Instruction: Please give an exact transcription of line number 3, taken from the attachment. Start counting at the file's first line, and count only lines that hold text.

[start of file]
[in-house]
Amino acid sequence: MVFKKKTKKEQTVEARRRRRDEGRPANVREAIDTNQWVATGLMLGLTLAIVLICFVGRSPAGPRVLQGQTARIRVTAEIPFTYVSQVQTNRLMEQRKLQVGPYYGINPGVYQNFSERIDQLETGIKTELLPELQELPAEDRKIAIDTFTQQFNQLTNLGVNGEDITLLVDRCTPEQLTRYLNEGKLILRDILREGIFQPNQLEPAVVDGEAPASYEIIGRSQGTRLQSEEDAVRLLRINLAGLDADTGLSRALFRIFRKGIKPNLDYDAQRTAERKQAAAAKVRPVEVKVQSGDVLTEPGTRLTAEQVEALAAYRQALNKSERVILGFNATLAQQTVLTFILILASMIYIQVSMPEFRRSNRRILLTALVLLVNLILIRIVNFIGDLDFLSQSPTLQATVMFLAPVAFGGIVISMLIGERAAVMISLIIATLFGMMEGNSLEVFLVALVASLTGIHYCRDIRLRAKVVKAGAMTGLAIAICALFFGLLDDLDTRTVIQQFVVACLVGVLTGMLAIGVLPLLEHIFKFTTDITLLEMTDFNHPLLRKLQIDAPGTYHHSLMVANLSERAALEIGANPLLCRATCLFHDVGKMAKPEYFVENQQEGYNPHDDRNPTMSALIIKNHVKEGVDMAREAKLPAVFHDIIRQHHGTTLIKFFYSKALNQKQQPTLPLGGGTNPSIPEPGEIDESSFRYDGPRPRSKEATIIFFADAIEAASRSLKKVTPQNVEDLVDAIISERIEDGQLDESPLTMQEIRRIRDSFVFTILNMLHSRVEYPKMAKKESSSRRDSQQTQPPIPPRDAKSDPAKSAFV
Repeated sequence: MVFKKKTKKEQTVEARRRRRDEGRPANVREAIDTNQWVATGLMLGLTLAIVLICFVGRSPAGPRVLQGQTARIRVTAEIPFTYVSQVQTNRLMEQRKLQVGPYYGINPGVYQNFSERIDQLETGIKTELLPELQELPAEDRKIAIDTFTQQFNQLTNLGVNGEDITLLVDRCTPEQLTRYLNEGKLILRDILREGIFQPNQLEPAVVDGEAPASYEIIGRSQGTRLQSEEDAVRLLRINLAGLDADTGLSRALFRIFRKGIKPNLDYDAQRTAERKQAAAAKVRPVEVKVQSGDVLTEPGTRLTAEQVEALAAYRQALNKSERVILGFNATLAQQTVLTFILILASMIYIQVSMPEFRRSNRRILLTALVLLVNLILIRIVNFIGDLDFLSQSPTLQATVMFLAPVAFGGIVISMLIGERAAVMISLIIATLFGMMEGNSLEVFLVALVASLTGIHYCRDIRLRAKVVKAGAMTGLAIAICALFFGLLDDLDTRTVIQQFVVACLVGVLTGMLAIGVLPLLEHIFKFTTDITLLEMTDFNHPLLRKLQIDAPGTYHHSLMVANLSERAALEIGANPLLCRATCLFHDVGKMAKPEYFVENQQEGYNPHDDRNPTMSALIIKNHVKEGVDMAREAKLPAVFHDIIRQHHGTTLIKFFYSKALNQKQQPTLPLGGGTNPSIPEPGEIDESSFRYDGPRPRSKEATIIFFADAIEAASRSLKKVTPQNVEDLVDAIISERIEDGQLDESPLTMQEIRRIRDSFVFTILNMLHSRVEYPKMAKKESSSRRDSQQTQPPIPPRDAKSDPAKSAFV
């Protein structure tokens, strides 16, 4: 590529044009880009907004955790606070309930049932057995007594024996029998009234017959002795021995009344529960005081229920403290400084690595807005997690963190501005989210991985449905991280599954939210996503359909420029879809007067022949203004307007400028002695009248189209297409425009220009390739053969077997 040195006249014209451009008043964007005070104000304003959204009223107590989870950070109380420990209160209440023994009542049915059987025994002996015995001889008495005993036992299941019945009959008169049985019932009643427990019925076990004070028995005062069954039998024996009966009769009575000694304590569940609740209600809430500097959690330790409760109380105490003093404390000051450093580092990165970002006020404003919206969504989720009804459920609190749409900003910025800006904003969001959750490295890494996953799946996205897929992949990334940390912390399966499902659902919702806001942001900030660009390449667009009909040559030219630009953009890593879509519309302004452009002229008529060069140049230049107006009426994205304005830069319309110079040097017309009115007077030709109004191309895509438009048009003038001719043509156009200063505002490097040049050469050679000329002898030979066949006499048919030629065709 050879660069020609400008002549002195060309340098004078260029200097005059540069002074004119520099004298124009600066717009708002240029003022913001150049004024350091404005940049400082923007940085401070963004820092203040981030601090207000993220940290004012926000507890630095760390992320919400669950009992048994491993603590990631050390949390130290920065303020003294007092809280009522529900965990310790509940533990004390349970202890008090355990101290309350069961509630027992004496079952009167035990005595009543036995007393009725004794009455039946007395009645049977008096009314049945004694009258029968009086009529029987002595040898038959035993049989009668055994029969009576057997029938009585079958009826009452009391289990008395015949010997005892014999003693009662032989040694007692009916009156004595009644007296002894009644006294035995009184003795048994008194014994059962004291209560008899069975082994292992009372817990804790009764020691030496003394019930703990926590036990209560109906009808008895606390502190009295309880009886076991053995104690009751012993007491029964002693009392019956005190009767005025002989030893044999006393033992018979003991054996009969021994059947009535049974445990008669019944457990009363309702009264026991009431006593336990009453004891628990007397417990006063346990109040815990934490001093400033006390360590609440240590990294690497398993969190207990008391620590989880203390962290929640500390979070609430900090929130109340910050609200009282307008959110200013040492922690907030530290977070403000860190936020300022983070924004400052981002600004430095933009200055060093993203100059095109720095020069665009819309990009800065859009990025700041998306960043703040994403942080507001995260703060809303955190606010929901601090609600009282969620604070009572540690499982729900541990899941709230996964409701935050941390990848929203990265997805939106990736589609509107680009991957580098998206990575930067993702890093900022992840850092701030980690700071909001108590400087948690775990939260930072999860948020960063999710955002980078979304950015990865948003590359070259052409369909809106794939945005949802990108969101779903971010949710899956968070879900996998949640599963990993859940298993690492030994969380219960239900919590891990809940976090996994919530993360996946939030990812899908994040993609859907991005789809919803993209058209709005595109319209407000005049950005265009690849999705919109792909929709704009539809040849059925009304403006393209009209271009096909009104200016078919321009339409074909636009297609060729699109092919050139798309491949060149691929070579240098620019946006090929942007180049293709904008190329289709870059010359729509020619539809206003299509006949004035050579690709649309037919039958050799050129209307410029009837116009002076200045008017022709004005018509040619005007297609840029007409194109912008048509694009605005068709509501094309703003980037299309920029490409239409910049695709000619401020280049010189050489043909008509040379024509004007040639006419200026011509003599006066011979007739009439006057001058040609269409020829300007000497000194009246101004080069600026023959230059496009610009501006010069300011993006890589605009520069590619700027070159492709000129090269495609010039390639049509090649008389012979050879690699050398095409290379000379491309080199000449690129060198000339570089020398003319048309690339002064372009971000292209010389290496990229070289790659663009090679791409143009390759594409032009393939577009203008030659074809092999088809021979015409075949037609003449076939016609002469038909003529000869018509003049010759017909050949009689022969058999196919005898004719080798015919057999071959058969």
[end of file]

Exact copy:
Repeated sequence: MVFKKKTKKEQTVEARRRRRDEGRPANVREAIDTNQWVATGLMLGLTLAIVLICFVGRSPAGPRVLQGQTARIRVTAEIPFTYVSQVQTNRLMEQRKLQVGPYYGINPGVYQNFSERIDQLETGIKTELLPELQELPAEDRKIAIDTFTQQFNQLTNLGVNGEDITLLVDRCTPEQLTRYLNEGKLILRDILREGIFQPNQLEPAVVDGEAPASYEIIGRSQGTRLQSEEDAVRLLRINLAGLDADTGLSRALFRIFRKGIKPNLDYDAQRTAERKQAAAAKVRPVEVKVQSGDVLTEPGTRLTAEQVEALAAYRQALNKSERVILGFNATLAQQTVLTFILILASMIYIQVSMPEFRRSNRRILLTALVLLVNLILIRIVNFIGDLDFLSQSPTLQATVMFLAPVAFGGIVISMLIGERAAVMISLIIATLFGMMEGNSLEVFLVALVASLTGIHYCRDIRLRAKVVKAGAMTGLAIAICALFFGLLDDLDTRTVIQQFVVACLVGVLTGMLAIGVLPLLEHIFKFTTDITLLEMTDFNHPLLRKLQIDAPGTYHHSLMVANLSERAALEIGANPLLCRATCLFHDVGKMAKPEYFVENQQEGYNPHDDRNPTMSALIIKNHVKEGVDMAREAKLPAVFHDIIRQHHGTTLIKFFYSKALNQKQQPTLPLGGGTNPSIPEPGEIDESSFRYDGPRPRSKEATIIFFADAIEAASRSLKKVTPQNVEDLVDAIISERIEDGQLDESPLTMQEIRRIRDSFVFTILNMLHSRVEYPKMAKKESSSRRDSQQTQPPIPPRDAKSDPAKSAFV